But, upon stepping back and giving it some time there were clever twists throughout, lyrically, and musically that thrilled me. I never really liked "So Far So Good", yet it became pop gold for many of you. I get the need for a young artist to carve out his niche, but I longed for a return to a more organic Thornley. Big Wreck was ORGANIC. Big, warm tones, choruses, VERY obscure personal yet clever lyrics etc., the Zep structures throughout. ABSOLUTELY FANTASTIC musicianship and GREAT songwriting. Probably too rich for most people. It took years to be digested and STILL satisfies.

Come Again, on the surface, just seemed too dumbed down for me. And yes the Uncle Chad hand (I needed to blame someone, correctly or not) seemed all over it. But, it worked. On some level, MANY new young fans came aboard. It's these fans that seem the most disappointed by Tiny Pictures. In a market full of screaming, multi-tracked and processed vocals, nu-metal guitar how can Ian stand out? By "ROCKING HARDER"? The dial only goes to 10.

The 5 years between Come Again and Tiny Pictures has been interesting. Living vicariously through all of my Canadian friends who post vids of local shows (A Thornley headline Canadian club show vs a 40 minute set as an opener for NB is no comparison) and ingesting every drop of info I can on the guy, has been an up and down journey. Ian still seemed to be short of a breakthrough.

Then when I heard the tasty work he was doing with Casey Marshall (Fairfield), I was hearing Ian as rootsy session player minus the spotlight. When the demos came out on Ian's myspace page I was ecstatic! All I Need, MBTE, Fall Down, Good Son, Brit Pop, Fred and all the rest. They were creative gems just looking to be polished up. I figured that they would have no commercial hope of ever being realized so I accepted them as they were. THIS was the amazingly unique, eclectic Ian Thornley I am privileged to follow.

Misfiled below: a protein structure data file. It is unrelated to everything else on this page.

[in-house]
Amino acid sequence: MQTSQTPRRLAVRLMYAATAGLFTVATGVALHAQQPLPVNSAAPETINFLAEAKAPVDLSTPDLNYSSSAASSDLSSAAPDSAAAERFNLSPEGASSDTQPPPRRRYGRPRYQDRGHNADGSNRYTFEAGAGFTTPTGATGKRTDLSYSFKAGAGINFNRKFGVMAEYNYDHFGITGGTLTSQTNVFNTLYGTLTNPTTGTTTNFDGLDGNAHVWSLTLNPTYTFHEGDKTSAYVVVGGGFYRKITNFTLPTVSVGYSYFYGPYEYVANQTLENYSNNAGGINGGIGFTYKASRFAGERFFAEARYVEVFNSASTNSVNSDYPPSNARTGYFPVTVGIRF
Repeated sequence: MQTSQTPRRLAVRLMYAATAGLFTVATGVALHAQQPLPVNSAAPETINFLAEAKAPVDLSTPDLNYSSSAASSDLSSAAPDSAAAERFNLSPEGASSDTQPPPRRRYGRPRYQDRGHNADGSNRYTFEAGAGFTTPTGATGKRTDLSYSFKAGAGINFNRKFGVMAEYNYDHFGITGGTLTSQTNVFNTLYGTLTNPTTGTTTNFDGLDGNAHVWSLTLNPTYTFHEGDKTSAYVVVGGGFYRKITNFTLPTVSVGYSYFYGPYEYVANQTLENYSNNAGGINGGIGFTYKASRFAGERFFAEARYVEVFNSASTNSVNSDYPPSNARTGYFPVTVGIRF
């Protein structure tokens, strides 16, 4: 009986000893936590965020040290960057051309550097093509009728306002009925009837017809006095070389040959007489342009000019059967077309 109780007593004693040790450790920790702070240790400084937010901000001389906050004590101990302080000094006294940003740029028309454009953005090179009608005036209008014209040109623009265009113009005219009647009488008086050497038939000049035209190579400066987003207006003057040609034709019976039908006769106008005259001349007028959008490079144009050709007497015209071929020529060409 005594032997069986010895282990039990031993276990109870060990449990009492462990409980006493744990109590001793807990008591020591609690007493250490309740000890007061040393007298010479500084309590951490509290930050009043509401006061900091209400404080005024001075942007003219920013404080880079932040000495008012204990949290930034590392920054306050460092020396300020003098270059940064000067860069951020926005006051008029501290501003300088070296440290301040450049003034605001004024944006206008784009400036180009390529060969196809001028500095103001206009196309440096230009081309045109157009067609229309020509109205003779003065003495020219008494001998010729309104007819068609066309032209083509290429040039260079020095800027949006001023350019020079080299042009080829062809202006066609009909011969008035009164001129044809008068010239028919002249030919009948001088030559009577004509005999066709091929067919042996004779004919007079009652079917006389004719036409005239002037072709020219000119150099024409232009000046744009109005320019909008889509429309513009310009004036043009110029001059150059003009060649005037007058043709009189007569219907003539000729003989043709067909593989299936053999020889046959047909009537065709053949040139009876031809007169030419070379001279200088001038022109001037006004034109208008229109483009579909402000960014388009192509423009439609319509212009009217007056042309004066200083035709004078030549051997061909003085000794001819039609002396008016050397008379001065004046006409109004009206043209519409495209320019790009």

The demos done with the help of Jeff Dalzeil had a warm natural quality to them. Perhaps too organic, too odd, but very Ian. I have LOVED this collection of demos for the better part of two years now. In continual rotation you memorize every tiny detail. With that as a starting point there's bound to be expectations unmet and some exceeded.

His time with Nick Rasculinecz was, by Ian's account, a match made in heaven and Tiny pictures is the evidence. A very clean, crisp recording, fully realizing Ian's vision. I hope over the next few weeks to be able to review each song ad nauseam, like I used to do on the message board (now it's on a blog -- oooo) going in depth with composition, lyric, recording and performance. I think each song has stellar qualities even if not every one moves me to tears.

I also want to commend Thornley fans who write on the message board. They are NOT your average music fan. Both musically knowledgeable, articulate, savvy listeners who demand the BEST from Ian. I learn a lot from reading the criticism, both positive and negative.

I am REALLY enjoying Tiny Pictures, hope for worldwide release and GREAT SUCCESS! After 90 plus unique songs Ian seems to have many more facets to be revealed.